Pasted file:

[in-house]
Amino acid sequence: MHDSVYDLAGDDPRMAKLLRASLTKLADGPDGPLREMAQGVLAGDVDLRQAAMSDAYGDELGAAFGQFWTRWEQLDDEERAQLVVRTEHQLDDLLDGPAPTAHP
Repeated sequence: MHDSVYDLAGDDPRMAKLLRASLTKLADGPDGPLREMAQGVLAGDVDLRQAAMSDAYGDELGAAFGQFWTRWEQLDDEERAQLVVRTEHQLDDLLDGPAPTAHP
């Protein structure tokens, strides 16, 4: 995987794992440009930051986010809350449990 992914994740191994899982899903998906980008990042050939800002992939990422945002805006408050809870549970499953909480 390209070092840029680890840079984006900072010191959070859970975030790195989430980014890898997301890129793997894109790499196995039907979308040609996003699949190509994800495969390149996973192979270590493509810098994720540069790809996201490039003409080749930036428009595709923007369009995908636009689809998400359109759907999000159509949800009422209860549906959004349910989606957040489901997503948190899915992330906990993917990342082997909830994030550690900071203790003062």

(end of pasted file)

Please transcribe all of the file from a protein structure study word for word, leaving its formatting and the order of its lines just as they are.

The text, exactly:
[in-house]
Amino acid sequence: MHDSVYDLAGDDPRMAKLLRASLTKLADGPDGPLREMAQGVLAGDVDLRQAAMSDAYGDELGAAFGQFWTRWEQLDDEERAQLVVRTEHQLDDLLDGPAPTAHP
Repeated sequence: MHDSVYDLAGDDPRMAKLLRASLTKLADGPDGPLREMAQGVLAGDVDLRQAAMSDAYGDELGAAFGQFWTRWEQLDDEERAQLVVRTEHQLDDLLDGPAPTAHP
């Protein structure tokens, strides 16, 4: 995987794992440009930051986010809350449990 992914994740191994899982899903998906980008990042050939800002992939990422945002805006408050809870549970499953909480 390209070092840029680890840079984006900072010191959070859970975030790195989430980014890898997301890129793997894109790499196995039907979308040609996003699949190509994800495969390149996973192979270590493509810098994720540069790809996201490039003409080749930036428009595709923007369009995908636009689809998400359109759907999000159509949800009422209860549906959004349910989606957040489901997503948190899915992330906990993917990342082997909830994030550690900071203790003062």